In patients with celiac disease or gluten intolerance, human leukocyte antigen DQ2 (HLA-DQ2) protein binds peptides derived from partial hydrolysis of dietary gluten. This in turn activates inflammatory CD4+ T helper cells in the patients’ small intestine. The HLA-DQ2 protein–gluten peptide interaction is thus key to understanding celiac disease. A team of researchers led by Jiang Xia, Chinese University of Hong Kong, and Chaitan Khosla, Standford University, USA, report a way to simultaneously investigate the interactions of HLA-DQ2 with a variety of peptides in a single solution.
First, the peptides were labeled with a set of fluorescent probes that emit at different wavelengths. Then, capillary electrophoresis was used to separate the different protein–peptide complexes. Finally, the complexes were detected and identified by their fluorescence after excitation with a common light source.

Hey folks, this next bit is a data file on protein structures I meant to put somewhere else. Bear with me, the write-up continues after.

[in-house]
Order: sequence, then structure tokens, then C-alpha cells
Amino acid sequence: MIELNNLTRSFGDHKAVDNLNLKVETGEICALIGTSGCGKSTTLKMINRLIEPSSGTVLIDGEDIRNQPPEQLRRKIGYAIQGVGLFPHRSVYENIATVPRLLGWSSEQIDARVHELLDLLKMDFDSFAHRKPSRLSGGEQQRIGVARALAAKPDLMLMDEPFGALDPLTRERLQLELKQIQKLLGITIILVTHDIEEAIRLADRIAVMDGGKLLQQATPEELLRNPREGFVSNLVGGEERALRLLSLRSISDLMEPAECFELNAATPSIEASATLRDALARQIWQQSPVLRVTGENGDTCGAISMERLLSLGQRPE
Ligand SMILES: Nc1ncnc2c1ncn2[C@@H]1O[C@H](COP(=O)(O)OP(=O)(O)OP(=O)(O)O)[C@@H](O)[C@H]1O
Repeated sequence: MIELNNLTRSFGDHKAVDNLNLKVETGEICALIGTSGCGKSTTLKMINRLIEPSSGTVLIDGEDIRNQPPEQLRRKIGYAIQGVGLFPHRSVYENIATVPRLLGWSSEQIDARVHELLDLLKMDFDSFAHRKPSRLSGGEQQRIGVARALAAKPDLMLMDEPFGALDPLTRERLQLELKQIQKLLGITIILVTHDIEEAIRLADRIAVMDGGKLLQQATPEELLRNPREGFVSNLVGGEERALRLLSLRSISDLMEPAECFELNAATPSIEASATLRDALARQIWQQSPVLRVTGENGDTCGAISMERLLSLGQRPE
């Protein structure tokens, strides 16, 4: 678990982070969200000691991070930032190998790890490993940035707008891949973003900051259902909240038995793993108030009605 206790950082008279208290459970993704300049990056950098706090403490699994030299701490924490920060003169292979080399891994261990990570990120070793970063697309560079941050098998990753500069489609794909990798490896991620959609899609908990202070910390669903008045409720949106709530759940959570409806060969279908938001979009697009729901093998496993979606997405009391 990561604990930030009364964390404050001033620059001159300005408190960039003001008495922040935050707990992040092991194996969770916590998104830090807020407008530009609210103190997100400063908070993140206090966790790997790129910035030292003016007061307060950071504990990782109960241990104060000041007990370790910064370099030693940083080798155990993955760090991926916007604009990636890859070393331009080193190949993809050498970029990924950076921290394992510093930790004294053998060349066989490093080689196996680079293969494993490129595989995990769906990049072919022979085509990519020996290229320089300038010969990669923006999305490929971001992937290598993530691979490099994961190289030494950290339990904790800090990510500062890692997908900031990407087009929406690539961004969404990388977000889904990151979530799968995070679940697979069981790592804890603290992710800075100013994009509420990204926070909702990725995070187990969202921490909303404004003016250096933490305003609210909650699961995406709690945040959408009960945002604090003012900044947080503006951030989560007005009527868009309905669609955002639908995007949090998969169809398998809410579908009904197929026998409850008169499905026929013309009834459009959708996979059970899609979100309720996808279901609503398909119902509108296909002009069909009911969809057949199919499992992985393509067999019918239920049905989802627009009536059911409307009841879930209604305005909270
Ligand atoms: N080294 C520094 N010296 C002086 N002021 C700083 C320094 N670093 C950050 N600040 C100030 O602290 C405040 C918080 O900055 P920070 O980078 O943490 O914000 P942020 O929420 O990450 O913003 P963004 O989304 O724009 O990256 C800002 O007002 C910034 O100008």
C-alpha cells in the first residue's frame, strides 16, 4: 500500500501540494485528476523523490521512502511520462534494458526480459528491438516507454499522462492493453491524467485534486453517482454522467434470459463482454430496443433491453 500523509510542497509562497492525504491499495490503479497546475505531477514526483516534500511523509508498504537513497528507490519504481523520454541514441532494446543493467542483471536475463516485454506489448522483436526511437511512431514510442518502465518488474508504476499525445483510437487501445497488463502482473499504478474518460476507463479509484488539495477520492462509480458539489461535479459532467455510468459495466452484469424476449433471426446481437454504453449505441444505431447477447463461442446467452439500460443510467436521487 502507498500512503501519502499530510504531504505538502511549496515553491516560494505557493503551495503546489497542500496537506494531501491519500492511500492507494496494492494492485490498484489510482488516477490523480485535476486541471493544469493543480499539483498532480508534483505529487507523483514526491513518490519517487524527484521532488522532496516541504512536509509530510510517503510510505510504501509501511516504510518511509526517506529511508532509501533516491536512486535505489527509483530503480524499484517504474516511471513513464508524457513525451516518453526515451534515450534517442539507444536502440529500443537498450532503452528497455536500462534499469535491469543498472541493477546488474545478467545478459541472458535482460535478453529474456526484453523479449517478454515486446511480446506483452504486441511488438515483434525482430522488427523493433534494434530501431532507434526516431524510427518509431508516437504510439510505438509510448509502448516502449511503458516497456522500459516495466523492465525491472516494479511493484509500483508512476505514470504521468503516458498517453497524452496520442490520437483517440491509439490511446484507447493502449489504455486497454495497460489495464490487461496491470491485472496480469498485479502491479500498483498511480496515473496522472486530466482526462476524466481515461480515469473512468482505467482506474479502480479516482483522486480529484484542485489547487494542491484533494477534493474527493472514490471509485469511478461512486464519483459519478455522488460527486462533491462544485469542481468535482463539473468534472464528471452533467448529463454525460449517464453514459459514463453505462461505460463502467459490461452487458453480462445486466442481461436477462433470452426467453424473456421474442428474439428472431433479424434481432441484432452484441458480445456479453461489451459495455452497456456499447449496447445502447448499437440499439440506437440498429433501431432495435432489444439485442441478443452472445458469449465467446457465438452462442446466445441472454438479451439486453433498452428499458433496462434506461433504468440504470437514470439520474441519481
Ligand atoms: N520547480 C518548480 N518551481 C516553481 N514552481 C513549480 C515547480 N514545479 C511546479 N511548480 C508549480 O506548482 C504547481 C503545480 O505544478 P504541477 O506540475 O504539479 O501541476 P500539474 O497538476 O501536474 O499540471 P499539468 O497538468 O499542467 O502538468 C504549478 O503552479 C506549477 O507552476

Detection of individual binding events allowed measurement of association and dissociation kinetics, granting insight into the method of action of proteins and peptides involved in celiac disease. This method should also be applicable to other complex mixtures of proteins and peptides.
Image: © Wiley-VCH
- Resolving Multiple Protein–Peptide Binding Events: Implication for HLA-DQ2 Mediated Antigen Presentation in Celiac Disease,
J. Wang, X. Jin, J. Liu, C. Khosla, J. Xia,
Chem. Asian J. 2012.